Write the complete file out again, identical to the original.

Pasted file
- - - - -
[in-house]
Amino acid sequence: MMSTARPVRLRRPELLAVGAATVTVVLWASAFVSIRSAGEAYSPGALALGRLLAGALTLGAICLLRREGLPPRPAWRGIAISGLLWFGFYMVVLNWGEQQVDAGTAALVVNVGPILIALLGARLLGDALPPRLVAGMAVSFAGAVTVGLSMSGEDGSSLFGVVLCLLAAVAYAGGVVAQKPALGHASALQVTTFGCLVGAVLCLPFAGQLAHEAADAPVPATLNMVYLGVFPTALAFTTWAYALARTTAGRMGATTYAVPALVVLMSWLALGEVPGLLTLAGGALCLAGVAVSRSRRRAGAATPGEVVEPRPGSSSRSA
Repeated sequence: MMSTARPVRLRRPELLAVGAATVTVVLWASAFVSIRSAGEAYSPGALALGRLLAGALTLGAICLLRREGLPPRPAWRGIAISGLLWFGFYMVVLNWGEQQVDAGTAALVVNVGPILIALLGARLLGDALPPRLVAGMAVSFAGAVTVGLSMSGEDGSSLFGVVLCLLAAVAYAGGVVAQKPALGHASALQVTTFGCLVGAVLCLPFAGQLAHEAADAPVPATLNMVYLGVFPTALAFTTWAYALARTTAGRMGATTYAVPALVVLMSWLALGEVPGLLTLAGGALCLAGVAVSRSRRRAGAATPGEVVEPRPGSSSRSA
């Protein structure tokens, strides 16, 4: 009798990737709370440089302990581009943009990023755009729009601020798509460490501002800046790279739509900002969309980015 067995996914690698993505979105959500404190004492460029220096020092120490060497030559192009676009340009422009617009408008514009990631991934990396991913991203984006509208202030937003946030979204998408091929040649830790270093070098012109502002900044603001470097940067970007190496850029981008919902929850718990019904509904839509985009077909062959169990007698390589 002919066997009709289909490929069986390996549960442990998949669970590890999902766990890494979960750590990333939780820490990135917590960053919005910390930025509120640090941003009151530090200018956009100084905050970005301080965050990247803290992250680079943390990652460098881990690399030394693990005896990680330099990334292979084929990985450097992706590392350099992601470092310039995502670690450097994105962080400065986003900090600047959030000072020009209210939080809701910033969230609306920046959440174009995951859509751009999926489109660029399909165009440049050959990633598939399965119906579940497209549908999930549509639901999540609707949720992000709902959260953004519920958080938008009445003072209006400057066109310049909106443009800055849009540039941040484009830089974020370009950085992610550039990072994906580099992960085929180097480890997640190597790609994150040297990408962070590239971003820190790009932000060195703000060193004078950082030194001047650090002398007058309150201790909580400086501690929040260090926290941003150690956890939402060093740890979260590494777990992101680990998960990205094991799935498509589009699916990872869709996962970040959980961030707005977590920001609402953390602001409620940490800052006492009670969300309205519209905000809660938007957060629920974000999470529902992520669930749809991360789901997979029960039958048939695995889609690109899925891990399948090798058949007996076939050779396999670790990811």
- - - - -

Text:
[in-house]
Amino acid sequence: MMSTARPVRLRRPELLAVGAATVTVVLWASAFVSIRSAGEAYSPGALALGRLLAGALTLGAICLLRREGLPPRPAWRGIAISGLLWFGFYMVVLNWGEQQVDAGTAALVVNVGPILIALLGARLLGDALPPRLVAGMAVSFAGAVTVGLSMSGEDGSSLFGVVLCLLAAVAYAGGVVAQKPALGHASALQVTTFGCLVGAVLCLPFAGQLAHEAADAPVPATLNMVYLGVFPTALAFTTWAYALARTTAGRMGATTYAVPALVVLMSWLALGEVPGLLTLAGGALCLAGVAVSRSRRRAGAATPGEVVEPRPGSSSRSA
Repeated sequence: MMSTARPVRLRRPELLAVGAATVTVVLWASAFVSIRSAGEAYSPGALALGRLLAGALTLGAICLLRREGLPPRPAWRGIAISGLLWFGFYMVVLNWGEQQVDAGTAALVVNVGPILIALLGARLLGDALPPRLVAGMAVSFAGAVTVGLSMSGEDGSSLFGVVLCLLAAVAYAGGVVAQKPALGHASALQVTTFGCLVGAVLCLPFAGQLAHEAADAPVPATLNMVYLGVFPTALAFTTWAYALARTTAGRMGATTYAVPALVVLMSWLALGEVPGLLTLAGGALCLAGVAVSRSRRRAGAATPGEVVEPRPGSSSRSA
């Protein structure tokens, strides 16, 4: 009798990737709370440089302990581009943009990023755009729009601020798509460490501002800046790279739509900002969309980015 067995996914690698993505979105959500404190004492460029220096020092120490060497030559192009676009340009422009617009408008514009990631991934990396991913991203984006509208202030937003946030979204998408091929040649830790270093070098012109502002900044603001470097940067970007190496850029981008919902929850718990019904509904839509985009077909062959169990007698390589 002919066997009709289909490929069986390996549960442990998949669970590890999902766990890494979960750590990333939780820490990135917590960053919005910390930025509120640090941003009151530090200018956009100084905050970005301080965050990247803290992250680079943390990652460098881990690399030394693990005896990680330099990334292979084929990985450097992706590392350099992601470092310039995502670690450097994105962080400065986003900090600047959030000072020009209210939080809701910033969230609306920046959440174009995951859509751009999926489109660029399909165009440049050959990633598939399965119906579940497209549908999930549509639901999540609707949720992000709902959260953004519920958080938008009445003072209006400057066109310049909106443009800055849009540039941040484009830089974020370009950085992610550039990072994906580099992960085929180097480890997640190597790609994150040297990408962070590239971003820190790009932000060195703000060193004078950082030194001047650090002398007058309150201790909580400086501690929040260090926290941003150690956890939402060093740890979260590494777990992101680990998960990205094991799935498509589009699916990872869709996962970040959980961030707005977590920001609402953390602001409620940490800052006492009670969300309205519209905000809660938007957060629920974000999470529902992520669930749809991360789901997979029960039958048939695995889609690109899925891990399948090798058949007996076939050779396999670790990811």